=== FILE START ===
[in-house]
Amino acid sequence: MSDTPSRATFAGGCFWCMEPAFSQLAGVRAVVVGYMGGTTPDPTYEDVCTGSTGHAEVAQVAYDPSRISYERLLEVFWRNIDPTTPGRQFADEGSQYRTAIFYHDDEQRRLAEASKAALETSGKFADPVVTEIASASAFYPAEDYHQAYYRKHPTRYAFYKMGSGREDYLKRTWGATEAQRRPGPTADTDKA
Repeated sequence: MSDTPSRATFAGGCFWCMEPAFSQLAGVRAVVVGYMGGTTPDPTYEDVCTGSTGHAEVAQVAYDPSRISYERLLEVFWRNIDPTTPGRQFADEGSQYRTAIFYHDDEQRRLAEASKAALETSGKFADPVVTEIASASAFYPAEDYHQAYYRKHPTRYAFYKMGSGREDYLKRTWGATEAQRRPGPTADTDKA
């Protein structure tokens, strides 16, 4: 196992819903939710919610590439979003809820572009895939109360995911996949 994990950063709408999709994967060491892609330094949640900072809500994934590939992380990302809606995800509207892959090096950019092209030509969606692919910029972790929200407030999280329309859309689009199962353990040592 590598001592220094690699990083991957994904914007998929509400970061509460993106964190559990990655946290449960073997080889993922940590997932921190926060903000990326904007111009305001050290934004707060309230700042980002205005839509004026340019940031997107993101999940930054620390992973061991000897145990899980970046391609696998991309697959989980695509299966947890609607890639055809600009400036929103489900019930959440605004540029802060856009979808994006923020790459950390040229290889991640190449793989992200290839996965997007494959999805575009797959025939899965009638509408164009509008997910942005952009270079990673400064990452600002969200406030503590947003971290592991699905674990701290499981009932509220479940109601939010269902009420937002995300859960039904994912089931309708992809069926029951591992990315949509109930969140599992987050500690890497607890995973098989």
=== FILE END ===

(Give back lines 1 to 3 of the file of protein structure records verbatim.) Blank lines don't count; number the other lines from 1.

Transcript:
[in-house]
Amino acid sequence: MSDTPSRATFAGGCFWCMEPAFSQLAGVRAVVVGYMGGTTPDPTYEDVCTGSTGHAEVAQVAYDPSRISYERLLEVFWRNIDPTTPGRQFADEGSQYRTAIFYHDDEQRRLAEASKAALETSGKFADPVVTEIASASAFYPAEDYHQAYYRKHPTRYAFYKMGSGREDYLKRTWGATEAQRRPGPTADTDKA
Repeated sequence: MSDTPSRATFAGGCFWCMEPAFSQLAGVRAVVVGYMGGTTPDPTYEDVCTGSTGHAEVAQVAYDPSRISYERLLEVFWRNIDPTTPGRQFADEGSQYRTAIFYHDDEQRRLAEASKAALETSGKFADPVVTEIASASAFYPAEDYHQAYYRKHPTRYAFYKMGSGREDYLKRTWGATEAQRRPGPTADTDKA